Councillors should “vouch” for the readability, the every day comprehension and intended outcomes of the new City Plan2015… this commitment might give the community a “fighting chance” to make a meaningful contribution.
2. Release the Community Consultation Plan now!
During 2014 Council began the consultation with “ticket only” City Plan 2015 workshops. The one hour sessions for a maximum of 60 people. These sessions were simplistic and controlled and the value was lost on most attendees.
By playing its cards so close to its chest the Council did not avail itself of the knowledge, skills and experience of the community. That was a missed opportunity and the value and indeed the purpose of the sessions remain a mystery. Presumably these forums were part of a defined community consultation process.
To help people make sense of the 2014 sessions, Council should release its entire, step-by-step City Plan 2015 consultation plan now! Hopefully, this will show that Council intends to have an extended consultation period that is substantially longer than the minimum period required by law.
Knowing what was expected last year and what is expected in the coming months will give the community a “fighting chance” to making a meaningful contribution.
3. Make the planning overlays available now!
NOW is the time for Council to make available much of the technical documentation used to support the new City Plan 2015. These documents include technical reports, mapping, discussion papers, and advice from the State Government – in fact anything used to guide decision making.
The policy position and the statutory maps should rightly remain “in confidence” but background information should be made available now. This would allow people to examine the technical basis of the new Plan well in advance of assessing the plan and the planning policies of the new scheme.
In addition, the mapping overlays of the new City Plan are said to be based on technical data technical or assessments. These overlays should have already been released but should at least be made available now.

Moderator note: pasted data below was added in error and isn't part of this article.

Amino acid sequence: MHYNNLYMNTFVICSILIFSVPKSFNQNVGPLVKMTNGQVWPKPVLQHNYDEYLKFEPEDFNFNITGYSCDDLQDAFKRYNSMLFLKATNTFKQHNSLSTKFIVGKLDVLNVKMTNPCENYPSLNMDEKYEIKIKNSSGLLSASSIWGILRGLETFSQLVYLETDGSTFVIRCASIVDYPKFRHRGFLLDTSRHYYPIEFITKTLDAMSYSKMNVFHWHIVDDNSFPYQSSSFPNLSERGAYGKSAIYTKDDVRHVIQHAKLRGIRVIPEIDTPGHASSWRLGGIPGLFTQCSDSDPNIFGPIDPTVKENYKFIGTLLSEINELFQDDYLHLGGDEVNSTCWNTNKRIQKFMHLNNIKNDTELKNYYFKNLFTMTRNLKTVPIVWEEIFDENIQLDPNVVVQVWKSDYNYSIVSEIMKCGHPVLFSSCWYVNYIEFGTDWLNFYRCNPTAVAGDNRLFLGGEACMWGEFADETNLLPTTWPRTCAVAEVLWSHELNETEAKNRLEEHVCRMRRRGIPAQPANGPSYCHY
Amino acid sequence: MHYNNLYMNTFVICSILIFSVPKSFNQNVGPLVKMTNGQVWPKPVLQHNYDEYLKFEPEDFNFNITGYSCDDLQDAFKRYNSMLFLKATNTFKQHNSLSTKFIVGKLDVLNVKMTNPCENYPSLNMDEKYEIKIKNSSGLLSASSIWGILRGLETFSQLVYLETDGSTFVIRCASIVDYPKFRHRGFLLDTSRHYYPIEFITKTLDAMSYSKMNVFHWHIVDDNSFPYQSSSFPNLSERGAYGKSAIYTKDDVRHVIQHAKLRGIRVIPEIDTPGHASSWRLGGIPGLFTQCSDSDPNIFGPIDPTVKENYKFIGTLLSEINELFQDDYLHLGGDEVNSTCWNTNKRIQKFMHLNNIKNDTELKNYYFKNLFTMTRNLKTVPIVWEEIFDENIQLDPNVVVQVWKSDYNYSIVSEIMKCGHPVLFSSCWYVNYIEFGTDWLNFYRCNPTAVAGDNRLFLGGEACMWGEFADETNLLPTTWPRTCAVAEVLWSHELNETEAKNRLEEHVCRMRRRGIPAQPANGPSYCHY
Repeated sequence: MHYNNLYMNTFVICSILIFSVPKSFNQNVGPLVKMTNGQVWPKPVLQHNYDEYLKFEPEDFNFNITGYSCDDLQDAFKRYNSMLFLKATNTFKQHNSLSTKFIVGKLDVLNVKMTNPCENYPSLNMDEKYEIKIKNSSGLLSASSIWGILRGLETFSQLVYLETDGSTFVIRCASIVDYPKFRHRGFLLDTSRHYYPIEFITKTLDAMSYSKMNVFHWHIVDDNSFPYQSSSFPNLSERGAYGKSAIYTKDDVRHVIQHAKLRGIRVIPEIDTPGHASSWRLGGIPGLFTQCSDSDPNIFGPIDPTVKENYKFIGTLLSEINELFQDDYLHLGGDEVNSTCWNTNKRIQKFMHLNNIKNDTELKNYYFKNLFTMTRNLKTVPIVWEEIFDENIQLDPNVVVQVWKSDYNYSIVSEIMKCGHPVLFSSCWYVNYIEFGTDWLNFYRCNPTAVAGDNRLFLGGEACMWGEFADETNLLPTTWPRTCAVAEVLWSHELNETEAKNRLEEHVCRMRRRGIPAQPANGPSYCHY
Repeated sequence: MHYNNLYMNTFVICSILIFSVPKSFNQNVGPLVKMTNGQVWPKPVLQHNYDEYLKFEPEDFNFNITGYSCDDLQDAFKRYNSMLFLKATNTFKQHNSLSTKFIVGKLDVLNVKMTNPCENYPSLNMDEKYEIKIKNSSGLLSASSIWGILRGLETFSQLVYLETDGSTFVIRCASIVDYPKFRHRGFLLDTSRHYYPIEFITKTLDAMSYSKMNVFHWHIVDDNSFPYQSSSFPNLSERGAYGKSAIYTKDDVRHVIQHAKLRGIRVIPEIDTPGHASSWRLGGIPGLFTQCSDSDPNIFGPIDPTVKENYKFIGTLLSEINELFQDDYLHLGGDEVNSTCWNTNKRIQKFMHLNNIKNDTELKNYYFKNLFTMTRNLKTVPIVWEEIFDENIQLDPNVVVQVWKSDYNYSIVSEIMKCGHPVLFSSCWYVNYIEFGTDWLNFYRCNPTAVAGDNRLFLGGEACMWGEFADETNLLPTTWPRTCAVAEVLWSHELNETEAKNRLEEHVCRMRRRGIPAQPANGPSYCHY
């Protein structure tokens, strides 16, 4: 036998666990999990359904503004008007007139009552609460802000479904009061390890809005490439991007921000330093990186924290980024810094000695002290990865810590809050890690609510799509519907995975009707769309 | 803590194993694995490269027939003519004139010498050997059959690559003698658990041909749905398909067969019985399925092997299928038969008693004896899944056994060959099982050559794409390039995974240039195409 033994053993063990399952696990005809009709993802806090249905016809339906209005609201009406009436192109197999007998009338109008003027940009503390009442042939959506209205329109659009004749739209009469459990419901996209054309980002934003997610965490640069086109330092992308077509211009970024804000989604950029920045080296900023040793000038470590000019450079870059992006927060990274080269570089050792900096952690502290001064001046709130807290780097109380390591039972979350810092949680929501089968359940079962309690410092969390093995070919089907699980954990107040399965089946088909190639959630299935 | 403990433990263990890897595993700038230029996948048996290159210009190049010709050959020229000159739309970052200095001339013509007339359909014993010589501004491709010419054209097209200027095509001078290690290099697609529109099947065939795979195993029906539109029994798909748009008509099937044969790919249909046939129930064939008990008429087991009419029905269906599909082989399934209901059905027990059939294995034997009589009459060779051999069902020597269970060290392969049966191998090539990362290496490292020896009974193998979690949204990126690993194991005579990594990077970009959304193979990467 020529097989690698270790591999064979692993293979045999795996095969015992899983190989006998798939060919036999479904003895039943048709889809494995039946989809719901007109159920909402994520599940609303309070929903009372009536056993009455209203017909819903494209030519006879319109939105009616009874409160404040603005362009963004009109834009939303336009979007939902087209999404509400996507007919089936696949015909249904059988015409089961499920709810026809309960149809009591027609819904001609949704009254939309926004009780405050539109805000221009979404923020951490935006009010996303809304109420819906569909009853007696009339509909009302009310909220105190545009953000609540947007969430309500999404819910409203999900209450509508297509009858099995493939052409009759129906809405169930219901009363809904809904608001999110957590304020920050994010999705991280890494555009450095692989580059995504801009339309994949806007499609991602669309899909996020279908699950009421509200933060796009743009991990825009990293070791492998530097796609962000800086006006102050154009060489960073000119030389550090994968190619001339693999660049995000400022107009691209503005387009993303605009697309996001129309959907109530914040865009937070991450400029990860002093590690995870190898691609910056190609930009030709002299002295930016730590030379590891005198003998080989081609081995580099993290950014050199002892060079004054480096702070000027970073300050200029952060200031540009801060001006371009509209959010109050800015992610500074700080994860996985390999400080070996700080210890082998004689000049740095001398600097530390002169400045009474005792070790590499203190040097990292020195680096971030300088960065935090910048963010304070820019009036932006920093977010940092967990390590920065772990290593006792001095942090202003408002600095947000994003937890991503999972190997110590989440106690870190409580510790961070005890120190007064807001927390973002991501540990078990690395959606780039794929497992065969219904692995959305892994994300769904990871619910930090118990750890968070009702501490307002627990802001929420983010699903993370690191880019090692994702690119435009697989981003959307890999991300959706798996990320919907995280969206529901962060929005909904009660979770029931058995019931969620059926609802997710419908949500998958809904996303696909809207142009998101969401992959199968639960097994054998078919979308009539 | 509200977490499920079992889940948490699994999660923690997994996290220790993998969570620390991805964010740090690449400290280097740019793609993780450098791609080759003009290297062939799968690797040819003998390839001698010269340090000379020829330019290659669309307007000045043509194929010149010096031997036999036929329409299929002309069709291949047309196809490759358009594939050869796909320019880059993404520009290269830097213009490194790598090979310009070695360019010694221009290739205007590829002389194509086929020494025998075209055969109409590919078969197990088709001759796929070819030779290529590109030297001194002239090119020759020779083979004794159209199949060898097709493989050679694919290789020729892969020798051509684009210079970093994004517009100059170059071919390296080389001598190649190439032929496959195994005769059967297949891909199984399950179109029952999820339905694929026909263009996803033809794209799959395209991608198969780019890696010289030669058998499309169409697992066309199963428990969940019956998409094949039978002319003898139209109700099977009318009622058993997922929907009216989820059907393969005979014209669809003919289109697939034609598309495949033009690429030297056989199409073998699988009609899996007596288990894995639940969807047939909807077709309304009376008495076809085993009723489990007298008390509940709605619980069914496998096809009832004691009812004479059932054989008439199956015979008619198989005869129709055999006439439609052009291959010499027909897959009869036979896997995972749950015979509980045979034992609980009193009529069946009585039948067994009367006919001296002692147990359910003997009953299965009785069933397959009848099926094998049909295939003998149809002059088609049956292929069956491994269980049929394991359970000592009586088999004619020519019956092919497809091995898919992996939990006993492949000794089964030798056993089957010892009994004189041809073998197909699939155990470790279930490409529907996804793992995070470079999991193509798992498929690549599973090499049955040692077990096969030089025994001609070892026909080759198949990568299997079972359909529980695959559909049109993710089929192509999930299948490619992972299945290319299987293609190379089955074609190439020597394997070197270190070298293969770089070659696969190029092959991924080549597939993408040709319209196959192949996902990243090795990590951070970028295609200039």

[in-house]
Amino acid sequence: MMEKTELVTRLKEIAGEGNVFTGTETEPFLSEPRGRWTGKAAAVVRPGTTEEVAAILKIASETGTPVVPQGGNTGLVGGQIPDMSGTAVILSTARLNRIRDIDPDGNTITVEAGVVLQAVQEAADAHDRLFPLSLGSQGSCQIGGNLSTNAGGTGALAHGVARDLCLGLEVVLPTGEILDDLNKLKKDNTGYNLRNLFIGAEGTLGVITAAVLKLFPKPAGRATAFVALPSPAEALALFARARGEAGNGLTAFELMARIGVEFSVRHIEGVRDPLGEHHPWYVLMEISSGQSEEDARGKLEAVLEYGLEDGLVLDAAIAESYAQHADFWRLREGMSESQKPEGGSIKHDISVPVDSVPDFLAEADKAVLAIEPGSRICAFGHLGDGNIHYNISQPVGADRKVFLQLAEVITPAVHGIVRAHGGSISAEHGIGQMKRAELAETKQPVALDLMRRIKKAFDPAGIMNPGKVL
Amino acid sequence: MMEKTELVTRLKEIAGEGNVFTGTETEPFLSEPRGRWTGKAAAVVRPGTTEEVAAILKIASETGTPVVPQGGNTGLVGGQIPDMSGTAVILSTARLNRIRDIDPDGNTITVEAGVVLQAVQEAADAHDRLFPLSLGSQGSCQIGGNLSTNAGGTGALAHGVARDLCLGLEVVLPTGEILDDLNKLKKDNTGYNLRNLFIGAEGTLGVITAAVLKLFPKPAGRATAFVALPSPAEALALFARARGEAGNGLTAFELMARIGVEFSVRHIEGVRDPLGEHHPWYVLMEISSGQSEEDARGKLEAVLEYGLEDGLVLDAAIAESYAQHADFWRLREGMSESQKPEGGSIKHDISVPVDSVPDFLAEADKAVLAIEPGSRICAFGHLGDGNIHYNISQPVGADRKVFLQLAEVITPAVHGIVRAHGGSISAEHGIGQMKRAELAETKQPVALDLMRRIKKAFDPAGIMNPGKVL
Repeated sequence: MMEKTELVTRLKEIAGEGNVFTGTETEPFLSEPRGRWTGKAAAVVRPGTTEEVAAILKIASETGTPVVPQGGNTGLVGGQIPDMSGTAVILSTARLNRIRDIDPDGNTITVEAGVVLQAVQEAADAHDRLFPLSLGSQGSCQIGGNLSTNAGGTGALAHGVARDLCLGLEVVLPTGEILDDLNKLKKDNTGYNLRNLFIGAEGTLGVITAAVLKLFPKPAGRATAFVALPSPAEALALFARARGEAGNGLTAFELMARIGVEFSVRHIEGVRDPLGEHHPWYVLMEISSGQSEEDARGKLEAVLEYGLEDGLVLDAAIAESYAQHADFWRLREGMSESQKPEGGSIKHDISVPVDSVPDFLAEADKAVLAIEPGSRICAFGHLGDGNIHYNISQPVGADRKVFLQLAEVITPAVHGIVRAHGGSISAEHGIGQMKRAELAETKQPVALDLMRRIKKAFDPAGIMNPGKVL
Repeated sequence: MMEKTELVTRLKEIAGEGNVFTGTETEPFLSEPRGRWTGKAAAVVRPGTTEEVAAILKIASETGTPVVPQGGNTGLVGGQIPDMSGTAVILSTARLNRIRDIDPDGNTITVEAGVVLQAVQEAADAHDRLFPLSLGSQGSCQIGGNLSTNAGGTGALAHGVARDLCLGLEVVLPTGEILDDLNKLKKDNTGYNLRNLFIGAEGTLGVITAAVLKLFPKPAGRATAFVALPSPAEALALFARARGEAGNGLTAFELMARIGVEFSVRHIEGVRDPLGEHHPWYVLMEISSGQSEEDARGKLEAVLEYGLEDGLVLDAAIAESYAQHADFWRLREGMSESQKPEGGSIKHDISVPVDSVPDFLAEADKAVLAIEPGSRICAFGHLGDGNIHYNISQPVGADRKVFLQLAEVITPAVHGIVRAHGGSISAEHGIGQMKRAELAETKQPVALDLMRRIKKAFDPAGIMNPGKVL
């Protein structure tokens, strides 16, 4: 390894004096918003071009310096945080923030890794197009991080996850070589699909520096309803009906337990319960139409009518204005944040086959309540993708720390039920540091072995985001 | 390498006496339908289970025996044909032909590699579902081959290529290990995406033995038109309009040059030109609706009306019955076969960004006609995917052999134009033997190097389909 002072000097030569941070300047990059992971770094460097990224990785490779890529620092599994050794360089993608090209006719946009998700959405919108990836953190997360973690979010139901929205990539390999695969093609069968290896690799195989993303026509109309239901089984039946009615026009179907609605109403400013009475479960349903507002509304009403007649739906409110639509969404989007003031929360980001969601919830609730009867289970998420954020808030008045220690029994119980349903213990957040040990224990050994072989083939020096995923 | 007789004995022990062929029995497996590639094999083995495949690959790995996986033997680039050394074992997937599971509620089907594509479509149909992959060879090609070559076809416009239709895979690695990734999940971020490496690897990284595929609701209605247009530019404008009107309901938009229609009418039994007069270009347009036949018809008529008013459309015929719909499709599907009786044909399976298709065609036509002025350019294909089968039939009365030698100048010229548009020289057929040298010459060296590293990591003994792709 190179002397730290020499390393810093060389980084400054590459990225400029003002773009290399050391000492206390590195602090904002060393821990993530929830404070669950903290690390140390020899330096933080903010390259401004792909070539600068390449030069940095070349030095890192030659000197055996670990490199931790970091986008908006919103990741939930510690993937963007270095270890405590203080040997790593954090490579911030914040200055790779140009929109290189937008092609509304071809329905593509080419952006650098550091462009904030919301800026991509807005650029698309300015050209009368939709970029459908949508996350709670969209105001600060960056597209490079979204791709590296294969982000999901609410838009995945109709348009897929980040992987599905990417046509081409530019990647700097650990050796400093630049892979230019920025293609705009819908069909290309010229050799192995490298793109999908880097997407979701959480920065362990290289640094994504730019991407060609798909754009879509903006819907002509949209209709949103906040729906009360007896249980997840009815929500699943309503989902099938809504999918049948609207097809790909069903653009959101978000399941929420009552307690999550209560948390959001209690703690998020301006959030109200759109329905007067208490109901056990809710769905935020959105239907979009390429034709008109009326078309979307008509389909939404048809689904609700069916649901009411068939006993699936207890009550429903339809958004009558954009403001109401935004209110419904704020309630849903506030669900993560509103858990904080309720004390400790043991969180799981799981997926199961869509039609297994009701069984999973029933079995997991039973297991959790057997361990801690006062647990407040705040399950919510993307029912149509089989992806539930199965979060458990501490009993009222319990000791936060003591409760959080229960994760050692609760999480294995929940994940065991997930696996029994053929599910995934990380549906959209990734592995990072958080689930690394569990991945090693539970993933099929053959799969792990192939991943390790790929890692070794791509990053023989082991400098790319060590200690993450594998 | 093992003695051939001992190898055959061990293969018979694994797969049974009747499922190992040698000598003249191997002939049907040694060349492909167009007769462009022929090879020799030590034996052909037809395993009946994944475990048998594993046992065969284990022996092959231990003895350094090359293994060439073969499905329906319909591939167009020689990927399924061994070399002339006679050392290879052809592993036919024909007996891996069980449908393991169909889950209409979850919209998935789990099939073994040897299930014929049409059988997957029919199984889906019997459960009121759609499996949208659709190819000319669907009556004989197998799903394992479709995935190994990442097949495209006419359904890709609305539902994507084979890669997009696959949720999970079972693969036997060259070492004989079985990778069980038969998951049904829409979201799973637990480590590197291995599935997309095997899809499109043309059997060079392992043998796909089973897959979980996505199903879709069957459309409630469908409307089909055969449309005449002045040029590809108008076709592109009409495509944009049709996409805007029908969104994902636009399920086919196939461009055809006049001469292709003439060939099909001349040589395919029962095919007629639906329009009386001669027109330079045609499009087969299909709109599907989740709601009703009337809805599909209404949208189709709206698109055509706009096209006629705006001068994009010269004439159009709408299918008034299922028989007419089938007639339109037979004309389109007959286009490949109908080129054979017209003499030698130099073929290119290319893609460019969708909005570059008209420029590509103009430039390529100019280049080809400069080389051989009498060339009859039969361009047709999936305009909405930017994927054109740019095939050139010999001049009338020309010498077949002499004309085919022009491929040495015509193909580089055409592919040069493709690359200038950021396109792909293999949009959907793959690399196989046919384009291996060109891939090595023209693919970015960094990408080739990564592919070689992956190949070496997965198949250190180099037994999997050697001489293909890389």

Presumably there will be overlays the same or similar to the previous Planning Scheme overlays for acid sulphate soils, bushfire hazards, flooding, etc and most will not change. Given the dire need to protect our koalas, and recent discussions about heritage values most people expect there will be Koala habitat and a cultural heritage overlays.
Irrespective of the overlays are in the new Scheme, overlays are usually based on technical assessments and people could examine and test the technical basis of the City Plan, as a first step, independent of the assessment of the policy and mapping outcomes. This approach by Council would show respect for the expertise and knowledge in the community and allow the community to test the evidence base of the new City Plan2015.
An early release of overlays will give the community a “fighting chance” to make a meaningful contribution.
4. Release the Evaluation Report now!
Developing a new Planning Scheme should form part of an adaptive planning model. In addition, contemporary land use planning is tied to an adaptive planning framework embracing the PDCA (plan–do–check–act) approach.
Presumably the new City Plan 2015 will look and strengths and weaknesses of the previous Scheme. We expect to eliminate the failures and build on the successes but equally we should be careful to apply the adage – if it ain’t broke don’t fix it!
So what were the failings of the old Scheme? The frequent refusal by Council to defend planning and development decisions in court is a clear indication that Council see are weaknesses. These shortcomings ought to have been documented by Council over time and there should be a comprehensive report in place, identifying the failures of the previous Scheme. It is to be hoped that rectifying problems should have been the starting point in developing the new City Plan.
To that end a comprehensive Evaluation Report should be available so problems and weaknesses of the existing planning scheme are “on the table”. This will save the community having to guess!
An early release of the Evaluation Report on the existing Planning Scheme will give the community a “fighting chance” to make a meaningful contribution.